Berkeley Lab releases 8th edition of databook on China’s energy and environment; finding the “missing” energy consumption
Wison Engineering signs new engineering contract for Erdos Jinchengtai coal-to-methanol project; commercializing methanol-to-olefins

DENSO and Nagoya University jointly develop in-vehicle battery-based energy management system for house and car; field testing begins

Global automotive supplier DENSO and Nagoya University have developed an in-vehicle battery-based energy management system (EMS) which uses forecasting models of household electricity demand and vehicle use to reduce electricity costs.

The two organizations will start to evaluate the performance of the system in October this year under the Toyota City Low-carbon Society Verification Project, one of the Next-Generation Energy and Social System Demonstration Projects in Japan led by Japan’s Ministry of Economy, Trade and Industry (METI).

The EMS coordinates with batteries used in battery-electric and plug-in hybrid vehicles to use their stored electricity to help keep down electricity bills. The system measures power consumption, the amount of power generated by solar panels, vehicle use, and other household characteristics to construct models for forecasting household electricity demand and vehicle use.

Based on these estimates, the system controls the charging and discharging of the in-vehicle battery in real time, reducing the amount of power purchased when the rates are high while increasing it when the rates are low to save money on electricity.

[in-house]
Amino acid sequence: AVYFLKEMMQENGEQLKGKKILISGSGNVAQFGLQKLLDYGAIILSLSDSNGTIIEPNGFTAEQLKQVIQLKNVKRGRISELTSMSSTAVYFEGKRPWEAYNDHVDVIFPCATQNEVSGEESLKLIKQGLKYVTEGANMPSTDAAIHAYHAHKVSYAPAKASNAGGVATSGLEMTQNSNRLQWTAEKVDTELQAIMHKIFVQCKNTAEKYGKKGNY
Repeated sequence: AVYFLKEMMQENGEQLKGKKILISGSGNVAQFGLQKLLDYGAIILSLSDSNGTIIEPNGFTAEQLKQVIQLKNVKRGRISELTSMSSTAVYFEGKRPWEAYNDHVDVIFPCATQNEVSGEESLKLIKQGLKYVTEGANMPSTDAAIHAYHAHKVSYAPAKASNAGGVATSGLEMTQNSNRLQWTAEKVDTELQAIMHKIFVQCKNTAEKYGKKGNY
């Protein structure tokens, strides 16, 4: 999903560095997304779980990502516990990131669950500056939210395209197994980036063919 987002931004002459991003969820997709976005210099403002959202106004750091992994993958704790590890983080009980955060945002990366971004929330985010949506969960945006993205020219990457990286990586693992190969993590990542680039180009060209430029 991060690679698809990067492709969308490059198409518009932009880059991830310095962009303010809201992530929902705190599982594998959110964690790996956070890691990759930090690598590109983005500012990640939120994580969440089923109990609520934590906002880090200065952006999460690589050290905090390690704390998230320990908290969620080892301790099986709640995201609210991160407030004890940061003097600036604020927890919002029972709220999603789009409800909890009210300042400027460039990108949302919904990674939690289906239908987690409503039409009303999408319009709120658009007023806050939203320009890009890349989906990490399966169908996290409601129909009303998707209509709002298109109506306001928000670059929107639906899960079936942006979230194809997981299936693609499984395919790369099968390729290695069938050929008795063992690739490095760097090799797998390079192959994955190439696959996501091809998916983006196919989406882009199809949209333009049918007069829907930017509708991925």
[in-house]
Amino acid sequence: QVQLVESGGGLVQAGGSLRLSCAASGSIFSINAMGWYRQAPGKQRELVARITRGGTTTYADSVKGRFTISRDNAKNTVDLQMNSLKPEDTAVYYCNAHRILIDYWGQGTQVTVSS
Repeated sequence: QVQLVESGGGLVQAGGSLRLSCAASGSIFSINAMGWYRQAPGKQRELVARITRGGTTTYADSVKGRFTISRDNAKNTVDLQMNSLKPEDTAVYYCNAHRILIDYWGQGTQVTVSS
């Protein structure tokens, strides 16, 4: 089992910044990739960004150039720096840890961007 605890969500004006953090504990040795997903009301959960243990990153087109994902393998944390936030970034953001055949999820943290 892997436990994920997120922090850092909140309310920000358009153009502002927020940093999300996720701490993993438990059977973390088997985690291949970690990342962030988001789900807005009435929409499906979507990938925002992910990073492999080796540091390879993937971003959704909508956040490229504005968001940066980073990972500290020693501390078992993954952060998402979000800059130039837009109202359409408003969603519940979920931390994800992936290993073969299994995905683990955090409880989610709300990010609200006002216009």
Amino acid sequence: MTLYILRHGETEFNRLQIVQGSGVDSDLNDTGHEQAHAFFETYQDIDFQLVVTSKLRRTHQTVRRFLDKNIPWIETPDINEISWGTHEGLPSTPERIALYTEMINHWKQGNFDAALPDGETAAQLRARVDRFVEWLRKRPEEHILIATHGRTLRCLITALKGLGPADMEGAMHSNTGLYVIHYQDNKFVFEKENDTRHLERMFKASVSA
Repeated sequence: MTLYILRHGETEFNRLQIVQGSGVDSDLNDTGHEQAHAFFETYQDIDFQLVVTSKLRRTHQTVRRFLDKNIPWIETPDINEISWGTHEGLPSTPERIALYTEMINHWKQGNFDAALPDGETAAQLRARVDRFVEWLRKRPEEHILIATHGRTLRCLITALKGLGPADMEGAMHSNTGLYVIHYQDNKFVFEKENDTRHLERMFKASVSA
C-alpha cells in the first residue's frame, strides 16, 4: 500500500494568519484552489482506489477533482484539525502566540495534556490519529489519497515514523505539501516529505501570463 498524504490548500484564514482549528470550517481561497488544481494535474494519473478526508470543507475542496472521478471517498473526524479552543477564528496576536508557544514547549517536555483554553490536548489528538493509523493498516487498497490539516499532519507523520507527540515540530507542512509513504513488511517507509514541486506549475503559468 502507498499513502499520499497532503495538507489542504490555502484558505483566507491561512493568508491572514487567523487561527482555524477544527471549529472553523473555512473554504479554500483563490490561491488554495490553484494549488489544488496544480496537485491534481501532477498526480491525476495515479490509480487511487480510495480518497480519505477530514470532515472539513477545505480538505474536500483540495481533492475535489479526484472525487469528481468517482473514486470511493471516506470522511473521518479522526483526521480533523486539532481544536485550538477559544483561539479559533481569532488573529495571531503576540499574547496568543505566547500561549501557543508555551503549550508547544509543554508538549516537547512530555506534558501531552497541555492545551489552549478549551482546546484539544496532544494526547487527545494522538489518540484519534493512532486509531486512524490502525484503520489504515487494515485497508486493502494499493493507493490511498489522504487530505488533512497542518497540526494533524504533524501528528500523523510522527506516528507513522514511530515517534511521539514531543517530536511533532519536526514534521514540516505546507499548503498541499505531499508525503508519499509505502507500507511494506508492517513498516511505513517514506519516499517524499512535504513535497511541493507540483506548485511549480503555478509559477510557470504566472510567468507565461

Batteries used in electric and plug-in hybrid vehicles are frequently connected (when the vehicle is parked) and disconnected (when the vehicle is used) from the EMS. To use these batteries effectively, there are issues to be resolved, including accurately predicting the times of the day when the vehicle is parked and optimally controlling battery charging and discharging depending on the household electric power demand.

To address these challenges, DENSO and Nagoya University have been working together since 2010 to develop this EMS by combining DENSO’s vehicle-to-home (V2H) technologies to supply power from in-vehicle batteries to home devices and Nagoya University’s modeling, forecasting, and optimization technologies. (Earlier post.)

In October 2012, the development of this system was chosen as a new focus for FY2012 under the Strategic Basic Research Project (CREST), a basic research program conducted by the Japan Science and Technology Agency.

Based on the results of the field test that will be held from October 2013 to March 2014, DENSO and Nagoya University will consider commercializing this system.


The comments to this entry are closed.